- Rating agencies and information efficiency: Do multiple credit ratings pay off?, Morktter, S., Stebler, R., & Westerfeld, S. (2015). This paper empirically analyzes why issuers pay and solicit for multiple ratings at issuance as well as during the debt instrument monitoring phase. The authors use a monthly unique record of credit rating migration data on all United States residential securities from 1985-2012 ever rated. The findings are that the rating agencies struggle in outlook revisions and rating when tranches are allocated multiple ratings. In such a case, the agencies discriminate tranches w.r.t default risk. Moodys presents the most conservative credit analysis in case of multiple ratings and this pattern maintains consistency throughout the life of tranches.
- SECURITIES EXCHANGE ACT OF 1934, Morgan, H. SECURITIES EXCHANGE ACT OF 1934. In this paper, the author describes the important points of the SEA (Securities Exchange Act), 1934. He states many omissions by the registrant and the rules made for them. These are deficiencies in the form, S-18. The SEA determines that a stop order must be issued to suspend the effectiveness of this form. An order is passed to grant the application of the BSE incorporation (Boston Stock Exchange) for the trading privileges not listed in the common stock of the issues registered on the national securities exchange and reported on the CTS (Consolidated Transaction System). Similarly, the orders have been issued to other stock exchanges, such as the Philadelphia Stock Exchange (PSE).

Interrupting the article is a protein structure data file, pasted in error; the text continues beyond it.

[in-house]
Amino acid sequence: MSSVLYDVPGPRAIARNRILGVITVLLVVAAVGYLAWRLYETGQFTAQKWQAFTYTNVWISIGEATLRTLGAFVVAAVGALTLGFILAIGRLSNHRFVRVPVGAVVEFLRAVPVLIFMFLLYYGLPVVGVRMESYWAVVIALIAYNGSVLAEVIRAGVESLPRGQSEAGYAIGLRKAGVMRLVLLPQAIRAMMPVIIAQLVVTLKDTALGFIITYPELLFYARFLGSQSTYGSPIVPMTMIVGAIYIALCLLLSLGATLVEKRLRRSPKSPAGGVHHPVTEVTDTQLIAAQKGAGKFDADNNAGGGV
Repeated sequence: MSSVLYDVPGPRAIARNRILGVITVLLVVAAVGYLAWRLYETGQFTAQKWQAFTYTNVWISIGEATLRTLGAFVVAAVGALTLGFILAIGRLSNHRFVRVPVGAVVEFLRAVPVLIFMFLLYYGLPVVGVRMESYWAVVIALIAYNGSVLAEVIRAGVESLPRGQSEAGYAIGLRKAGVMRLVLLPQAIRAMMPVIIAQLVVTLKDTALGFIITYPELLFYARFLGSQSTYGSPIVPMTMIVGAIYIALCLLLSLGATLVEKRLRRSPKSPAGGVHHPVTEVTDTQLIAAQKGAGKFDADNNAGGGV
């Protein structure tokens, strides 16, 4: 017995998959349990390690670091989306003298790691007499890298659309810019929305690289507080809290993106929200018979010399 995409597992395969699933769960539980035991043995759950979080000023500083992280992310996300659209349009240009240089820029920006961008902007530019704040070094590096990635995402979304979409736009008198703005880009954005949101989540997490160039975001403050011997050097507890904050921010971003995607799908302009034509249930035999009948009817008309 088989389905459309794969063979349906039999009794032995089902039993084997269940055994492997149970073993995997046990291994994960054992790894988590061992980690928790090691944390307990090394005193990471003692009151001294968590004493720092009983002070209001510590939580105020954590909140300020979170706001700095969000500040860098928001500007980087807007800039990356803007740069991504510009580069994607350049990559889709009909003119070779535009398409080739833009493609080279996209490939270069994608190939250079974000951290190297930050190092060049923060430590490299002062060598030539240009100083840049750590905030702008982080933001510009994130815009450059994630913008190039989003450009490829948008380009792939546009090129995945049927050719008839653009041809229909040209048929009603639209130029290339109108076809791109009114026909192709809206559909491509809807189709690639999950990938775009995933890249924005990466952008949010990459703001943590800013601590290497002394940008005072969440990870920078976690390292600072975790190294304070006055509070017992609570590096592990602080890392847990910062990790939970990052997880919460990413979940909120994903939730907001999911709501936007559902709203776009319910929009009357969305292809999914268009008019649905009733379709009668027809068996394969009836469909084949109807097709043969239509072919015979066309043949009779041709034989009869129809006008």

- Selected FINRA notices and disciplinary actions, June-August 2012, Davis, H. A. (2012). M Journal of Investment Compliance, 13(4), 44-65. This study presents selected FINRA (Financial Industry Regulatory Authority) disciplinary actions and regulatory notices issued in the months of June, July and Aug in 2012. It discusses communication with the public, FINRA regulatory notice 12-29 and short interest reporting notice 12-38. The findings are that the SEC approves the rule changes proposed by FINRA for introducing new communication rules w.e.f 4th Feb 2013. The author mentions 3 categories of communication, i.e. correspondence, retail communication and institutional communication. The rules are related to the approval, revision and recordkeeping requirements. The short interest reports of member firms have to reflect only the settled positions.